Computer Science Department
School of Computer Science, Carnegie Mellon University


Join-based Parallel Balanced Binary Trees

Yihan Sun

Ph.D. Thesis

November 2019


Keywords: Parallel, balanced binary tree, binary tree, key-value store, map, ordered set, augmented map, index, computational geometry

As one of the most fundamental data structures in algorithm design and programming, trees play an important role in almost every area in computer science. An effective design of trees must consider new challenges imposed by today’s applications. First of all, the large scale of data requires trees to exploit parallelism and theoretical efficiency. Secondly, the comprehensiveness in applications necessitates a wide range of functions for trees. Lastly, each individual application using trees demonstrates its particularity. As a result, some generic frameworks on trees is useful in enabling simplicity and reusability for algorithms and code.

To tackle these challenges, this thesis studies balanced binary trees in the parallel setting. This thesis proposes novel algorithms, frameworks, implementation techniques, and libraries, that are simple and efficient for a variety of large-scale applications. The core of this thesis is an algorithmic framework called join-based algorithms, which bases all tree algorithms and functionalities on a single primitive join. The join function captures the essence for rebalancing, augmentation, and persistence (multi-versioning). Based on join, a variety of simple and efficient tree algorithms work generically across multiple balancing schemes, across multiple abstract augmentations, as well as for both in-place and persistent updates.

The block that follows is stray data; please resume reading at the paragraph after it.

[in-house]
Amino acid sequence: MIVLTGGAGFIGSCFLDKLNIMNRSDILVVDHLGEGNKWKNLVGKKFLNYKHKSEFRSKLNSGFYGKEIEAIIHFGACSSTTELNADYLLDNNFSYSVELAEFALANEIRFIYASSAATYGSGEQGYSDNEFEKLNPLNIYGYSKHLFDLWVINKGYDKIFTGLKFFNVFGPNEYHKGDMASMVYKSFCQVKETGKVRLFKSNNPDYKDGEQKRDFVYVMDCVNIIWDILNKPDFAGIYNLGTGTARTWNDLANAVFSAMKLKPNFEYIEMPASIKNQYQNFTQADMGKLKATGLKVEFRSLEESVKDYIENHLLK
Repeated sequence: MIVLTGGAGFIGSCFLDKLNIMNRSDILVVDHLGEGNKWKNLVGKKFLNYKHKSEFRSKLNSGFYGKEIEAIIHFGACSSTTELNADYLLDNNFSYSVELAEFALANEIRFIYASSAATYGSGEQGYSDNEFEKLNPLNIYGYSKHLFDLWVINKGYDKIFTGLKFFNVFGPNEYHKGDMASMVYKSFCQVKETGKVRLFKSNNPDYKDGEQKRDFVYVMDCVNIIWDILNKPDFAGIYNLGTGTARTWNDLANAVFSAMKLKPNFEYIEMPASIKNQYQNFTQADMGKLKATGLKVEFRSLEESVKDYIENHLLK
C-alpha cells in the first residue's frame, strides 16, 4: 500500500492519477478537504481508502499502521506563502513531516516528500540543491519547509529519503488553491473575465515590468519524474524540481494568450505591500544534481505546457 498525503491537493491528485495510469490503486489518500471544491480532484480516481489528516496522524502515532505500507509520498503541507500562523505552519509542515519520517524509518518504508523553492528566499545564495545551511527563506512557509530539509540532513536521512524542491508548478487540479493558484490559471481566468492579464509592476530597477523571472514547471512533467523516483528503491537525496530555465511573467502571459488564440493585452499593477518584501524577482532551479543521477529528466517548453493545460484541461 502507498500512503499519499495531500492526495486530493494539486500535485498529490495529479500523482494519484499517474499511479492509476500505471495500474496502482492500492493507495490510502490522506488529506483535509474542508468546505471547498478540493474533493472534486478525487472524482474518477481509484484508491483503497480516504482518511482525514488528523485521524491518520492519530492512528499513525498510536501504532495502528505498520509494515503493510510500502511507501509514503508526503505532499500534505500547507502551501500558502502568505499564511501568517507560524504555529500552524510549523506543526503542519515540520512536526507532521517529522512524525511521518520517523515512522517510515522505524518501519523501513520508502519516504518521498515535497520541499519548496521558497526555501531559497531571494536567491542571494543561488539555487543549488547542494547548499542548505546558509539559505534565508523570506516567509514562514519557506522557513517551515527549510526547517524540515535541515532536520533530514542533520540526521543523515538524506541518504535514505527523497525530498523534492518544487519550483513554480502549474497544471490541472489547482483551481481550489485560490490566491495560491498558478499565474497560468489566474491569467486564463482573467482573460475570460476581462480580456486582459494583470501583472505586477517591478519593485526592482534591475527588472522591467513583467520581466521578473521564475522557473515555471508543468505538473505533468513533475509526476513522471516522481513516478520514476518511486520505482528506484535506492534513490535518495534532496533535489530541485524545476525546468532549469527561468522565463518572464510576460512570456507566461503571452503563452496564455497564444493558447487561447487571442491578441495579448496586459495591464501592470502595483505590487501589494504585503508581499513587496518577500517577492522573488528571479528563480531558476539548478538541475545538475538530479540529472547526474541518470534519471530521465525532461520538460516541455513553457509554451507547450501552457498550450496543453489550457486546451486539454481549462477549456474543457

Theoretically, this thesis proposes a wide range of parallel tree algorithms. They all have optimal work and poly-logarithmic span. By placing conditions on the join function, we abstract out the preferred properties of a balancing scheme that ensures the optimal cost bounds of join-based algorithms. This also leads to theoretically efficient parallel solutions to some studied applications, such as the geometry data structures and the sweepline paradigm. In practice, the thesis work leads to an implementation of the join-based parallel trees, called P-Trees, in a C++ library called PAM. The library supports a complete interface for sequences, ordered sets, ordered maps, and augmented maps (formally dened in this thesis). Applying the library leads to concise and high-performance implementation of a variety of real-world applications, such as 2D range-based searches and hybrid transactional and analytical processing (HTAP) database management systems.

Experiments show that P-Trees achieve speedups ranging from 40 to 100 across different applications on 72 cores with 2-way hyperthreading. P-Trees’s performance can be up to magnitudes better than existing solutions specific to these applications, in addition to being more concise.

257 pages

Thesis Committee:
Guy E. Blelloch (Chair)
Andrew Pavlo
Daniel D.K. Sleator
Michael T. Goodrich (University of California, Irvine)

Srinivasan Seshan, Head, Computer Science Department
Martial Hebert, Dean, School of Computer Science

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